She slides a carton out from behind the counter. She doesn’t look at either of us. Doesn’t smile. All but rolls her eyes at being expected to do what she gets paid for. My father sets the crumpled bills onto the counter. She presses hard on the cash register buttons, then hands him his change.
“This is wrong,” my father says.
She blinks, looks him over, then at the register.
“You hear me?” he asks.
“It’s the price that comes up in the system,” she replies.
“I don’t set the prices.”
“Yeah,” my father answers. I stand on one foot, then the other. “I’m not leaving here until you give me the correct change.”
“I gave you the correct change.”
“Listen,” my father grits his teeth, points his forefinger into her face.
Her hands disappear beneath the counter, and she leans forward, stares hard into my father’s eyes. “I just work here,” she says. “Complain to the manager. I don’t have the time to argue. I don’t have the time for any trouble, so you can just turn around and walk your ass out of here.”
My father’s jaw shifts. I expect him to blow up, to let loose with a string of profanities, to tell her that she’s ignorant, that women shouldn’t handle money, but he stays perfectly still, blinking fast, as though he is suddenly caught in something shrinking around him.
“Take it,” he says, his voice quivers. “You just take it. Keep the change.”
He reaches into his pockets and pulls out a few more crumpled dollars, tosses them onto the counter. When I look up, his face is red, eyes bloodshot, tears trickling down his nose. He swallows back a sob.
He might’ve stood there, sobbing in front of that girl, in front of those people, if I hadn’t taken him by the hand and led him back out the glass doors. He’s drunk. Through his sobs, he wipes the back of his hand across his eyes and mutters, “stupid bitch” to himself. “Everybody wants something.”
I watch him now. He and my son drift downstream. They aren’t anchored. I can hear Dane’s voice. I wring my hands.
Before she passed away from ovarian cancer, my mother told me what she thought happened the night my father was mugged. She told me the story my father doesn’t seem to have the words for anymore. We were wrapped together in her seaweed green afghan. I was twenty-one, pregnant with Dane. She was forty-six; her face ashen, lips violet. My father still drove the Rock Caterpillar, came home from work in time for dinner, still smelled of sawdust and earth. He rarely spoke, except to bitch about the cost of things and how the country was “going to hell in a hand basket.”
“He was mugged,” she said, stroking the hair from my eyes as I leaned against her.
We flipped through a photo album of when we lived in Ohio. Our memories framed by the camera’s gaze: my father in his insurance salesman suit knelt in his garden—my eight-year-old self a sundress blur.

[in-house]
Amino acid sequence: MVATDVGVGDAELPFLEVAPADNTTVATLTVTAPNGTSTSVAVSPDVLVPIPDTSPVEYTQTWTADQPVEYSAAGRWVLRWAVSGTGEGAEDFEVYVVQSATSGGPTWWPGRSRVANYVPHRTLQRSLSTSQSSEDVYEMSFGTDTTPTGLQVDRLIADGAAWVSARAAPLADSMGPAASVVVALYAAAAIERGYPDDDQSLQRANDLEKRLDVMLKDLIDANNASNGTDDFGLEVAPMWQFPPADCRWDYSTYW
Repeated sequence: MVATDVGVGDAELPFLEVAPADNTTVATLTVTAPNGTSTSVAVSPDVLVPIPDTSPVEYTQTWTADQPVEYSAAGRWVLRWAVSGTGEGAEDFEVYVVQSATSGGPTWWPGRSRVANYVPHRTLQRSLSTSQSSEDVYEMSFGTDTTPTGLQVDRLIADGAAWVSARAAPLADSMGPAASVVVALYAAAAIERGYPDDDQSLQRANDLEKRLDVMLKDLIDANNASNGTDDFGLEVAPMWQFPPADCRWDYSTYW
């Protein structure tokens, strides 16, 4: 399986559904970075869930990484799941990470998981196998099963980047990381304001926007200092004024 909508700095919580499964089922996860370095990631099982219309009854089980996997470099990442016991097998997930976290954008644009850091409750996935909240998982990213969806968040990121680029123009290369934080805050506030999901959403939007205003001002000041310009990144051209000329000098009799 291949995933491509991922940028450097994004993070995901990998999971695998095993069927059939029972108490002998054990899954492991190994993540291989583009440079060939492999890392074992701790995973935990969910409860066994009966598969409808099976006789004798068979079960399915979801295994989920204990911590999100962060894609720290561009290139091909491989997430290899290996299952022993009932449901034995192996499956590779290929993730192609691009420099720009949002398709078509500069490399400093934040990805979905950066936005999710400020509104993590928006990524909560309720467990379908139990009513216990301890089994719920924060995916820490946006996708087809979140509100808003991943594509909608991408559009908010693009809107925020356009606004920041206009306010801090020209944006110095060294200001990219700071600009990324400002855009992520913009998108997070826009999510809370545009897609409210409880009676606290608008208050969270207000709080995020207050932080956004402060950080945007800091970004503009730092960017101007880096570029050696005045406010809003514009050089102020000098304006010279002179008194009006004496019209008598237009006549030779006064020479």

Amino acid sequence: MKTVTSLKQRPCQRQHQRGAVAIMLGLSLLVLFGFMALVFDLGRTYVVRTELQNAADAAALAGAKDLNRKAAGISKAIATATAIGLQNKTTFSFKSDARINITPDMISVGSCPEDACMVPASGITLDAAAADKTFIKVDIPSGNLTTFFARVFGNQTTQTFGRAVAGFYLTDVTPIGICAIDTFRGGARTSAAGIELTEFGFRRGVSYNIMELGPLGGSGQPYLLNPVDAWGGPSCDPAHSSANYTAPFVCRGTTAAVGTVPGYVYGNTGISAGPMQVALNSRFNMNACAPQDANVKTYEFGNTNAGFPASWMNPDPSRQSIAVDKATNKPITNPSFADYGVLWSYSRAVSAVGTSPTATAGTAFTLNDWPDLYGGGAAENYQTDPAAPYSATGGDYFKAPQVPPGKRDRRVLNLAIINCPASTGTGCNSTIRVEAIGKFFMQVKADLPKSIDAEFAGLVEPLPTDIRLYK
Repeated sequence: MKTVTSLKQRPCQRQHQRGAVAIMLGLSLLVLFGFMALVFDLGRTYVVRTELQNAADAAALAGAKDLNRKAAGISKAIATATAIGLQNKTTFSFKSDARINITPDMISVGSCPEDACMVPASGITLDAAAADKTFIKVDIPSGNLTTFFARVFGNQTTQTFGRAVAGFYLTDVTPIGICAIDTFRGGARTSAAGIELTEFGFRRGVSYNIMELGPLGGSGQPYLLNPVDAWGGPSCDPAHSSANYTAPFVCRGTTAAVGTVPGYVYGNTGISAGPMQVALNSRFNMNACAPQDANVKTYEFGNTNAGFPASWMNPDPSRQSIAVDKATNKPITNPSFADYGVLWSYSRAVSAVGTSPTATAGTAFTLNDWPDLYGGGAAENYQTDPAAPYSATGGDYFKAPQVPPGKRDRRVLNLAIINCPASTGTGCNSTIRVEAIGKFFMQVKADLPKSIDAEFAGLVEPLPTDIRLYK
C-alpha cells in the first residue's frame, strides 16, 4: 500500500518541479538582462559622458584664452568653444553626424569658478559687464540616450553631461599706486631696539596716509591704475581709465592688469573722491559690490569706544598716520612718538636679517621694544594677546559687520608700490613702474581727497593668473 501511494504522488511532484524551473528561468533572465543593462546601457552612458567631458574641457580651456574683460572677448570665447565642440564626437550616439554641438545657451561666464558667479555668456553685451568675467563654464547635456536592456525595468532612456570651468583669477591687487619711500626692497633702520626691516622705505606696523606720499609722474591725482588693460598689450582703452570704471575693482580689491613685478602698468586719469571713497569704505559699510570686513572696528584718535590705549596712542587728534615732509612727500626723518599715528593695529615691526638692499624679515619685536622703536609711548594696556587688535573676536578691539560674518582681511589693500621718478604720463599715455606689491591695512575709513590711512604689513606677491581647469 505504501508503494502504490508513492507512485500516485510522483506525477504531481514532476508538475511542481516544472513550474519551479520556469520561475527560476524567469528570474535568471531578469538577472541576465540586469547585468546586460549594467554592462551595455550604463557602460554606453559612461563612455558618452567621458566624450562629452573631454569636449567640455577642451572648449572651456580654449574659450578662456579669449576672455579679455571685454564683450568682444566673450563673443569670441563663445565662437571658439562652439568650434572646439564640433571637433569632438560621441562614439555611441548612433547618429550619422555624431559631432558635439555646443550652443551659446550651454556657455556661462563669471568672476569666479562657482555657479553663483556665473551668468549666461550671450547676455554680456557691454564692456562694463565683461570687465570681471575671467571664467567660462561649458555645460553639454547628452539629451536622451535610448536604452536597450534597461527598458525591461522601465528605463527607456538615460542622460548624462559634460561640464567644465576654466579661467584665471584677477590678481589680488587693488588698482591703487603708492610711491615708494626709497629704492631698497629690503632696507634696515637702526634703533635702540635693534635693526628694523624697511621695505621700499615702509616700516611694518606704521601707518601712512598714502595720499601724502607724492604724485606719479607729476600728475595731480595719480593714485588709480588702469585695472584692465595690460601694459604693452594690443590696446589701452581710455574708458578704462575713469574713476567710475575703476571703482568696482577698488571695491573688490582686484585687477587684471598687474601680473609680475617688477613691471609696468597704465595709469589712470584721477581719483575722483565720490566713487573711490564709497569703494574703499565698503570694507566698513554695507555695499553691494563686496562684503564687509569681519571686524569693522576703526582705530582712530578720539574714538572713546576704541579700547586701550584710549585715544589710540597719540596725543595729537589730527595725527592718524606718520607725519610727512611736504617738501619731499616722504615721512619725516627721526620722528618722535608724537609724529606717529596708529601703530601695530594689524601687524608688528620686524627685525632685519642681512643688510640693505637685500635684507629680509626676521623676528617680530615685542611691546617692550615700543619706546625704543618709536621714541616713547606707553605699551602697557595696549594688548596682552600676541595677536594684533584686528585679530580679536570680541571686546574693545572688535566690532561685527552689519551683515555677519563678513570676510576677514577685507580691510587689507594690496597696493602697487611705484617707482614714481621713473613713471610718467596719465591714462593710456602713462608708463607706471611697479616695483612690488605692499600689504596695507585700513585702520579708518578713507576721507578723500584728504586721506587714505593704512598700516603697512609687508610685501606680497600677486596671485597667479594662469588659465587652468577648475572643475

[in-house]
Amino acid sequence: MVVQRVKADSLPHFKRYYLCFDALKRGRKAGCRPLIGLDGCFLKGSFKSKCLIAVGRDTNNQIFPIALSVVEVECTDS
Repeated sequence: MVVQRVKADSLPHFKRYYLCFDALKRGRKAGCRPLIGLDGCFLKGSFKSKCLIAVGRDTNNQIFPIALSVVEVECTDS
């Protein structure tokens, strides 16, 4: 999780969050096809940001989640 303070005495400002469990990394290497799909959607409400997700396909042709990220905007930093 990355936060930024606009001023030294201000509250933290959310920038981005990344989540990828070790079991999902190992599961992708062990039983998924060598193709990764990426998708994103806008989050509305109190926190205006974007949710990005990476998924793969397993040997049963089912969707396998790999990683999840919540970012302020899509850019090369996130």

“What did they take?” I asked.
“Whatever muggers usually take,” she answered.
“What else happened to him?” I asked, lifting the photo album to inspect a picture of my father in his treasured room at the top of the stairs.
“Else?” She took a deep breath.
I folded my arms and shrugged. “You know,” I said.
“No,” she snapped. “I don’t know.”
My mother stopped stroking my forehead.
“Why did he change so much?” I asked.
She flipped another page in the album.
“He didn’t really change all that much,” she answered.
I almost laughed. “Well,” I said with a sarcasm I couldn’t suppress, “did they ever catch the guy?”
My mother shifted her weight and coughed.
“The guy just got away?” I asked.
“I don’t even know where it happened.” She ran her hand over her face.
“And,” Mom replied sharply. “Some man stuck a gun in his face, your father got scared, and he was mugged.”
“Mugged?” I asked. “I thought maybe he was—” The words caught in my throat; just then, Dane kicked.
My mother closed the photo album, patted my belly. “End of story.”
I didn’t believe her. Even now, sitting on the banks of the Maumee, I don’t entirely believe her. The boat continues to drift. I want to hear the truth about my father. I want to know all that happened to my father that night—from him. I want him to explain to me what happened that night. I have to know, especially now, staring at my own boy on the verge of becoming a man—I have to know what that means.
I signal to Dane to steer the boat back. He obeys, dips an oar into the flickering surface and paddles back towards the banks.
My father stumbles onto the shore. I catch an arm. Dane catches the other.
“Time to go back, Dad,” I say. “Dinner’s in an hour.”
“I didn’t catch any fish,” he grumbles.
I lead him up the narrow moss covered steps, exchange a look with my son. “The fish weren’t biting.”
At the nursing home, I guide my father through the double glass doors, past the gathering of old, gray-haired women cuddling dolls as though infants, towards his room near the back hallway. Dane follows behind.
The trees outside rustle but we cannot hear them in my father’s room. He sits down slowly on the edge of his bed. He has Polaroids on his bulletin board of when he had a beard, when he looked strong, virile. On the stand next to his bed sits a ship in a bottle that my son made for him. An empty, green bottle of buckeye ale, the ship inside one of those that probably drowned under the currents of Lake Erie, something he found in one of his grandfather’s books, I’m sure.